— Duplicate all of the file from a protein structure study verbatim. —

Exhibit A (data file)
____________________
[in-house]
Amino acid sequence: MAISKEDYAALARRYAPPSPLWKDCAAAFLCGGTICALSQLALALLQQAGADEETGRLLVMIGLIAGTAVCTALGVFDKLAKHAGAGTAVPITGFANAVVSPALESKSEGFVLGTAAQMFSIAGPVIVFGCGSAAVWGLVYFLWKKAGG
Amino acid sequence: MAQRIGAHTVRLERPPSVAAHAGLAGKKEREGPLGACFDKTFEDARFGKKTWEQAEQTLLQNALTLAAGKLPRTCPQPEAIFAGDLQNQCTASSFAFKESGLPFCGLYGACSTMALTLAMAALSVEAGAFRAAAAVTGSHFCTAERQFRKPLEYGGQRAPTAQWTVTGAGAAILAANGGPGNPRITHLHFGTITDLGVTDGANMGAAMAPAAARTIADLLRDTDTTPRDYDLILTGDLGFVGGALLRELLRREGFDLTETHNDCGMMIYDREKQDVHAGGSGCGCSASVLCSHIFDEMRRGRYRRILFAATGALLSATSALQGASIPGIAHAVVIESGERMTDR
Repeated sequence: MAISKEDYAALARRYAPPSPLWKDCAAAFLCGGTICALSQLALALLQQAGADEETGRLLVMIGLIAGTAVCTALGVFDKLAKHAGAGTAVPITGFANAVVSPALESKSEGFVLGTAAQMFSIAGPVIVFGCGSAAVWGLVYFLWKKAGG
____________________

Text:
[in-house]
Amino acid sequence: MAISKEDYAALARRYAPPSPLWKDCAAAFLCGGTICALSQLALALLQQAGADEETGRLLVMIGLIAGTAVCTALGVFDKLAKHAGAGTAVPITGFANAVVSPALESKSEGFVLGTAAQMFSIAGPVIVFGCGSAAVWGLVYFLWKKAGG
Amino acid sequence: MAQRIGAHTVRLERPPSVAAHAGLAGKKEREGPLGACFDKTFEDARFGKKTWEQAEQTLLQNALTLAAGKLPRTCPQPEAIFAGDLQNQCTASSFAFKESGLPFCGLYGACSTMALTLAMAALSVEAGAFRAAAAVTGSHFCTAERQFRKPLEYGGQRAPTAQWTVTGAGAAILAANGGPGNPRITHLHFGTITDLGVTDGANMGAAMAPAAARTIADLLRDTDTTPRDYDLILTGDLGFVGGALLRELLRREGFDLTETHNDCGMMIYDREKQDVHAGGSGCGCSASVLCSHIFDEMRRGRYRRILFAATGALLSATSALQGASIPGIAHAVVIESGERMTDR
Repeated sequence: MAISKEDYAALARRYAPPSPLWKDCAAAFLCGGTICALSQLALALLQQAGADEETGRLLVMIGLIAGTAVCTALGVFDKLAKHAGAGTAVPITGFANAVVSPALESKSEGFVLGTAAQMFSIAGPVIVFGCGSAAVWGLVYFLWKKAGG